Collections are given identity by their owner. That’s what I learnt when I last wrote from the Courtauld and AG Leventis Gallery symposium. It came back to me last weekend when I visited the Queen’s Gallery at Buckingham Palace. The Royal Collection is a particularly unusual collection in still being in private hands but having a sense of public responsibility. The Crown owns all of these wonderful things, most of which we don’t get to see, but a selection of which are made available in the gallery in special exhibitions every year (as well, of course, as going out on loan to other institutions).
It seems to me that the gallery’s two current shows throw the question of private collecting and its relationship to artistic patronage into sharp relief, through the two monarchs associated with both sets of work.
The main display showcases Giovanni Benedetto Castiglione, a little-known 19th-century Genoese artist who created unusual virtuoso drawings in oil paint on paper (‘Castiglione: Lost Genius’, until 16 March). They are turbulent and sketchy but intended as finished works. They are also striking and beautiful. The exhibition seeks to reinstate Castiglione as a ‘lost genius’ whose star has waned exponentially since his death.
The Royal Collection is able to stage this show because George III bought 250 works by Castiglione in 1762 among the collection of Joseph Smith, British Consul at Venice. It strikes me that, as Peter Crack commented in his review, one reason why Castiglione is so unknown is surely because a vast body of his work has remained secreted in the Royal Collection. Yes, George III saved Smith’s collection from being broken up, and secured its treasures for Britain, but for Castiglione he also took them out of the market and away from public attention.
Alongside Castiglione runs ‘Gifted’, a glorious room-full of works on paper given by the Royal Academicians to the Queen to mark her Diamond Jubilee in 2012. The use by some Academicians of monochrome techniques pioneered by Castiglione links the two exhibitions. ‘Gifted’ is a rare opportunity to see works by all the Academicians together, and in a dense hang reminiscent of the print rooms at the Summer Exhibition. There are some wonderful pieces by Tony Bevan and Bryan Kneale, and I particularly enjoyed seeing how sculptors like Anish Kapoor and Antony Gormley responded to the work on paper format.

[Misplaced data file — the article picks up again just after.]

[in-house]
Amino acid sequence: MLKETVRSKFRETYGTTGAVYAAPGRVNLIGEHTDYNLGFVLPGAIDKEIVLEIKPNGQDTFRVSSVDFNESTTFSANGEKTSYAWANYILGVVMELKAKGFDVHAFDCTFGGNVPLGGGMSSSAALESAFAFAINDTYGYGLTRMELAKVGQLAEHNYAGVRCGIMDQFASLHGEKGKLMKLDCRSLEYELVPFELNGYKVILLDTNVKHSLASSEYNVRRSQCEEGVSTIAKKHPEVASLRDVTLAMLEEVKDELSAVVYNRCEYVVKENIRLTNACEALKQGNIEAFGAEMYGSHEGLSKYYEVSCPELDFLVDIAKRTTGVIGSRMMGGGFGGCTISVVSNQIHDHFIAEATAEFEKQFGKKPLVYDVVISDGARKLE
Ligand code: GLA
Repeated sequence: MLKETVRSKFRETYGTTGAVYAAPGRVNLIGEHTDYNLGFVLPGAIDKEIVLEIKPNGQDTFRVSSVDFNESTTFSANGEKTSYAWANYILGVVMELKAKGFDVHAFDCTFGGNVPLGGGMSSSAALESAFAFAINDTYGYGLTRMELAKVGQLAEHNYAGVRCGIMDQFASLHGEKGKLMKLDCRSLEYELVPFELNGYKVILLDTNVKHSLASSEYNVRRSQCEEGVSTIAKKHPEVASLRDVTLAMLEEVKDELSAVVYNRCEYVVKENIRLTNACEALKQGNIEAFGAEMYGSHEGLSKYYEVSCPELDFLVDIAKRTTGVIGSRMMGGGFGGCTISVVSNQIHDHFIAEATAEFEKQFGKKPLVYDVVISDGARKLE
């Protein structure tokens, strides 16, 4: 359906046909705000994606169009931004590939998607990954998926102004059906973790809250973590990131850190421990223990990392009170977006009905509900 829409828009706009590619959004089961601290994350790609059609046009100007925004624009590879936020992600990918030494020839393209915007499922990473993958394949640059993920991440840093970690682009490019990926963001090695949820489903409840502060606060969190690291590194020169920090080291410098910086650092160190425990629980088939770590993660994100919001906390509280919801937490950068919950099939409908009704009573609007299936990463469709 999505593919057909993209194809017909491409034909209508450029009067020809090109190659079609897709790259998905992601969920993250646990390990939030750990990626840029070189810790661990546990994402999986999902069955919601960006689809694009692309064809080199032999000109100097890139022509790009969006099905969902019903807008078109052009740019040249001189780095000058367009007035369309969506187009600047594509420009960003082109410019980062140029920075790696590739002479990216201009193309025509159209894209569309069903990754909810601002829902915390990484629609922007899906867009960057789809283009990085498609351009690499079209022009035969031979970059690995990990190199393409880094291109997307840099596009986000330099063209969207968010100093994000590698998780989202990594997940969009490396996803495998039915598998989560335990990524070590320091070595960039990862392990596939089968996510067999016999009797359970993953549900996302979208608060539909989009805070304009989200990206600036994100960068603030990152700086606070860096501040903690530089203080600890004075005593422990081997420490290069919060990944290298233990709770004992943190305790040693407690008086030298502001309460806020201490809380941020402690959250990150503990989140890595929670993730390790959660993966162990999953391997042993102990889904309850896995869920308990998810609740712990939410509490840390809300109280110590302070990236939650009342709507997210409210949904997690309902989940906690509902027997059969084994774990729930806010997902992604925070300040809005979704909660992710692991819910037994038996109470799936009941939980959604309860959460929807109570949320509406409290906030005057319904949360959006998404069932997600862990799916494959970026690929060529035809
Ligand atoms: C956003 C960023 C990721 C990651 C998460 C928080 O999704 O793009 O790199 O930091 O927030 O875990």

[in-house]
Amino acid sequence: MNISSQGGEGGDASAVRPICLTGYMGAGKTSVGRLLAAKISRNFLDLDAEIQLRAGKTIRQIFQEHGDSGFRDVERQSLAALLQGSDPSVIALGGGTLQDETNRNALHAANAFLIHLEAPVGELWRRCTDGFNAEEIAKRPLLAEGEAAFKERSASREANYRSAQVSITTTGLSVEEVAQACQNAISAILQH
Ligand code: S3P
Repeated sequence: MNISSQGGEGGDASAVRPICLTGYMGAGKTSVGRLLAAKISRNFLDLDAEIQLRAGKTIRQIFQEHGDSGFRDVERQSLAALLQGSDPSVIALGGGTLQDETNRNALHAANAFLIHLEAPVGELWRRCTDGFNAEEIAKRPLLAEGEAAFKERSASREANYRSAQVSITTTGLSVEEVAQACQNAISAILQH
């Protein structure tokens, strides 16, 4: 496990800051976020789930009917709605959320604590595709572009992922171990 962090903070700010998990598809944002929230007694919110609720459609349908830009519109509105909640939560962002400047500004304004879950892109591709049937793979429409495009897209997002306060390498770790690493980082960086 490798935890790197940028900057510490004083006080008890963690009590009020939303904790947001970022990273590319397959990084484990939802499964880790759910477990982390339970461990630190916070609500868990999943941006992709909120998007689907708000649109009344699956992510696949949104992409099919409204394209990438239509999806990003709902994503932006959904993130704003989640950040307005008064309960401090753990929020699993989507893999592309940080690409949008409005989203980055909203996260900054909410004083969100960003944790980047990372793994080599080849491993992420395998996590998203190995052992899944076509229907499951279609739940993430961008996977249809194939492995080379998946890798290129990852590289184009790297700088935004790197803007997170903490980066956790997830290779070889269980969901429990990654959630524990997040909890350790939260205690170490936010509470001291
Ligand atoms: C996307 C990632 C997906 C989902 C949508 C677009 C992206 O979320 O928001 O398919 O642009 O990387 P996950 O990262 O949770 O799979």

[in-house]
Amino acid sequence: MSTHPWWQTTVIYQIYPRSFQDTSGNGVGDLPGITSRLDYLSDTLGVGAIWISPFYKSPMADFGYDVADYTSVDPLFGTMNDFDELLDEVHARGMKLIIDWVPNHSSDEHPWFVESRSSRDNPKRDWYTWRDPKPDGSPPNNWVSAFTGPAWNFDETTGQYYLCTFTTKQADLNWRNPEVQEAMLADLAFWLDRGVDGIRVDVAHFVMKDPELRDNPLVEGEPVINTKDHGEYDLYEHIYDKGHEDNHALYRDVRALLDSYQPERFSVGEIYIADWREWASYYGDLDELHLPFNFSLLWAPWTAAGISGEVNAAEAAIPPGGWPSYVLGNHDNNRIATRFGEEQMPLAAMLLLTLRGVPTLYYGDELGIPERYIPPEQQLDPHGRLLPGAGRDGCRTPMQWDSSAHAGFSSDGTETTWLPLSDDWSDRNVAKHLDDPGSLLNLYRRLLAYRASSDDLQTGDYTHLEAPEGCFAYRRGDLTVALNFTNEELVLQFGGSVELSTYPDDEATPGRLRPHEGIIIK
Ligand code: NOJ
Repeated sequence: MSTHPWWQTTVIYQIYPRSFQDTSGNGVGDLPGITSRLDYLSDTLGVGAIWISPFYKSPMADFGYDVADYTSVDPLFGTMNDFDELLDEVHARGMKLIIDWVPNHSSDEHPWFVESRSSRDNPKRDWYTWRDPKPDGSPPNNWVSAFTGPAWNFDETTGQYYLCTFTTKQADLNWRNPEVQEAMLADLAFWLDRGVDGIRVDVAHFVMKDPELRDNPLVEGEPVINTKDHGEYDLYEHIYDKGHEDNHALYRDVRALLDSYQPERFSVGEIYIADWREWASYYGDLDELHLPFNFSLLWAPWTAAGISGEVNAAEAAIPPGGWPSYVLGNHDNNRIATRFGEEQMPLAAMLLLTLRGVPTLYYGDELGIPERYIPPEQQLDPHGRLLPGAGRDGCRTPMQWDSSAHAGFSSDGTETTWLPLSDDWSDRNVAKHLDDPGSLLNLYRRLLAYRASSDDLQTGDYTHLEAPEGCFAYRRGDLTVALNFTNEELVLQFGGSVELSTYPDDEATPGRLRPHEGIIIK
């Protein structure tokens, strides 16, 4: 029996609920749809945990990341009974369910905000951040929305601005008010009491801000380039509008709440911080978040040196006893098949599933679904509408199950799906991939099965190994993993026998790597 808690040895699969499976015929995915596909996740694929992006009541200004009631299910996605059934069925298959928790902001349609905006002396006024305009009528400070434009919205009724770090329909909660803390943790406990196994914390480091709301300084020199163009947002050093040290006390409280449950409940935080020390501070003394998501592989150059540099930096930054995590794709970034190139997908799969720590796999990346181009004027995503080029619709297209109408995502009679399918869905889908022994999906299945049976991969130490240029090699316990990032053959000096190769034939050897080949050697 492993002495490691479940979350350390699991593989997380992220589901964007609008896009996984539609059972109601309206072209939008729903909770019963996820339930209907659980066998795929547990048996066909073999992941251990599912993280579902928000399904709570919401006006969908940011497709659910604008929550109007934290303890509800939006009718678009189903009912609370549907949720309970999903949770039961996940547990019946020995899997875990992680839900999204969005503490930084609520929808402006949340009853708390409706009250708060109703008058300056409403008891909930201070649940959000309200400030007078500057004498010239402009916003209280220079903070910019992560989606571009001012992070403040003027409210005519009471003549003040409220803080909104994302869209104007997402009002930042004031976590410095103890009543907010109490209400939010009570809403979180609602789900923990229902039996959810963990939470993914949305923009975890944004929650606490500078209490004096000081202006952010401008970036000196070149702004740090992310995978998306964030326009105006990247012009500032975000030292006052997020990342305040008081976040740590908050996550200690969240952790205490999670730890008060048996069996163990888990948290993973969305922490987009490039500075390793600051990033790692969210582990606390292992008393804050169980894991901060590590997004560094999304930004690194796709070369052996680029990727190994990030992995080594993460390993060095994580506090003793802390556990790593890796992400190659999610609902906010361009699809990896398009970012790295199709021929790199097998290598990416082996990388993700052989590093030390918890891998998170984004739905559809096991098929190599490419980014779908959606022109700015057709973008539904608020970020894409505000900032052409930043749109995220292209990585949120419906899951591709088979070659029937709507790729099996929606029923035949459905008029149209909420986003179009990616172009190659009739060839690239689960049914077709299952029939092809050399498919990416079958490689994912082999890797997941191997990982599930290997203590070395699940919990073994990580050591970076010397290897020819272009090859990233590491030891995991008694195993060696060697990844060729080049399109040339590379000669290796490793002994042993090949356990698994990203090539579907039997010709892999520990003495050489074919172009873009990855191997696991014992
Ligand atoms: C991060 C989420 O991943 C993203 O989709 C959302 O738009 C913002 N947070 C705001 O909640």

The Academicians are public names to greater and lesser extents but they are certainly publicly available in comparison to Castiglione. Where the Queen is unique here is in representing the patronage able to attract a gift of this type. But then, of course, George III was also responsible here, as he was the monarch who supported the foundation of the Royal Academy in 1768. The ‘Gifted’ display makes this relationship clear by including Johan Zoffany’s exceptional group portrait of the Academicians from 1771–2.
So, from George III to Elizabeth II the monarchy has supported and secreted artworks in a way that now animates the ability of the Royal Collection to stage interesting exhibitions. It is perhaps ‘haunted by the past’ more than any collection discussed at the Courtauld symposium.
‘Castiglione: Lost Genius’ and ‘Gifted’ are at the Queen’s Gallery, London until 16 March.
Missing Genius: Castiglione at the Queen’s Gallery (Peter Crack)